Red-Tail Hawk
  • But lots of birds eyes have a second fovea,
    positioned to provide foveal vision outside of
    the forward-facing binocular field. This is
    monocular foveal vision and it greatly helps
    birds such as hawks and eagles identify motion
    and prey in their peripheral field of vision as
    well as judge speed and distance- both their own
    and that of things theyre watching/chasing.

  • c) birds with eyes on the side of their head have
    a wide field of view, while those with eyes near
    the front have good binocular vision to perceive
    depth of field.

  • 3) Hearing important to songbirds and owls
    (use sound to locate prey)

4) Sense of smell is well-developed.
  • Bird noses are structurally quite similar to the
    general vertebrate plan, and many ornithologists
    have noted that different bird groups emit
    surprisingly strong scents. In other vertebrates,
    odors function in numerous social situations that
    involve an exchange of information between
    members of the same species. This can be as
    straightforward as a dog marking its territory,
    or perhaps more complex, such as two animals
    displaying while they simultaneously assess the
    odor of a prospective mate.

Assistant Professor of Biology Julie Hagelin,
  • I) Reproductive System
  • Testes in males produces sperm that travels by
    the vas deferens to cloaca
  • Females have single ovary that makes eggs
  • Eggs are fertilized in the oviducts
  • Shell added by shell gland then egg moves into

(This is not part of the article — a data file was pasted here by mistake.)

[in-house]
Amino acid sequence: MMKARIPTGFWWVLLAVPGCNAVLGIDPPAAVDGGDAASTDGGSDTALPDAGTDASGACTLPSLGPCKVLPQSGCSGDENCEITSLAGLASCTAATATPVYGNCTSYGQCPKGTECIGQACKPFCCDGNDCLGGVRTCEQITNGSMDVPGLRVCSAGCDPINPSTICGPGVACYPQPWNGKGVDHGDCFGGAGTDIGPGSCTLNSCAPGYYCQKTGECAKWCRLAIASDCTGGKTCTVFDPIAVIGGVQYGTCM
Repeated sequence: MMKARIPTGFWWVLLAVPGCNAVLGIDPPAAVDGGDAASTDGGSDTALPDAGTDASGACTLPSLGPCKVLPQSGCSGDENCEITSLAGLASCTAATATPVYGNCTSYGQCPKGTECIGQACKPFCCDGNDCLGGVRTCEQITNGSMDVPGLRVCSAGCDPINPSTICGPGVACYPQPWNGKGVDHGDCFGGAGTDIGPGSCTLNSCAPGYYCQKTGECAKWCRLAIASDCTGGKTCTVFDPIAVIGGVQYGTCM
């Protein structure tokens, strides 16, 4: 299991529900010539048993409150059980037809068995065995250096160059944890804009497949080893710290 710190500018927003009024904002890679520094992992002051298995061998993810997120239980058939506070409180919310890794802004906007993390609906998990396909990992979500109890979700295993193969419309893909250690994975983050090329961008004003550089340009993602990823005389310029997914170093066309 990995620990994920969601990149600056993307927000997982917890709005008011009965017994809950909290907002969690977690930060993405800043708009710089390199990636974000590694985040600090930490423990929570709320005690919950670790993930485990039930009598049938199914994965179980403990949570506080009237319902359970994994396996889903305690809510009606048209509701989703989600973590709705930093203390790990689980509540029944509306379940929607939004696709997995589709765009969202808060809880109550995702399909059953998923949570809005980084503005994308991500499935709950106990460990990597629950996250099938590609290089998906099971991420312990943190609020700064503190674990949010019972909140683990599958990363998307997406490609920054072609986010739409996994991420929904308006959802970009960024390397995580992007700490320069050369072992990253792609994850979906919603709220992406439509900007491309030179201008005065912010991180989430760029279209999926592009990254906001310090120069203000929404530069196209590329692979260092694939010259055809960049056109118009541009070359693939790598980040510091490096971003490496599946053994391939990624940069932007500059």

• In mating, male presses cloaca to female to
    transfer sperm (internal fertilization)

Amniote bird egg
chalaza turns embryo toward mothers warmth
J) Care of Young
  • 1) Precocial birds are active as soon as they
    hatch (ducks, quails,etc.)

  • 2) Altricial birds blind and naked after
    hatching and are helpless they depend on parents
    for several weeks.

  • K) Migration seasonal movement of some bird
    species to exploit spring and summer resources in
    temperate regions.

Geese Flocking to Mexico
L) Bird Vocalizations
  • A songbird is a bird belonging to the suborder
    Passeri of the perching birds (order
    Passeriformes about 4000 species)
  • Uses a vocal organ to produce a diverse and
    elaborate bird song.
  • There is evidence to suggest that songbirds
    evolved about 50 million years
  • This 'bird song' is essentially territorial in
    that it communicates the identity and whereabouts
    of an individual to other birds and also signals
    sexual intentions. It is not to be confused with
    bird calls, which are used for alarms and
    contact, and are especially important in birds
    that feed or migrate in flocks. While almost all
    living birds give calls of some sort,
    well-developed songs are only given by a few
    lineages outside the songbirds.

  • Birds Using Tools - The Galapagos woodpecker
    finch grasps a cactus spine in its beak and pries
    grubs out of a branch.  The finch then drops the
    cactus spine and holds it under its foot while
    eating the grub.  The cactus spine is carried
    from branch to branch for reuse.

  • A predatory songbird, the Northern Shrike
    breeds in taiga and tundra and winters in
    southern Canada and the northern United States.
    It feeds on small birds, mammals, and insects,
    sometimes impaling them on spines or barbed wire

  • It can kill its prey by impaling them on
    thorns or wedging them between branches. It
    cannot hold onto prey with its feet, so it is
    easier to use a thorn or similar structure to
    hold prey as it eats.

Impaled insects
An impaled chameleon.
An impaled mouse
A bird wedged at the neck.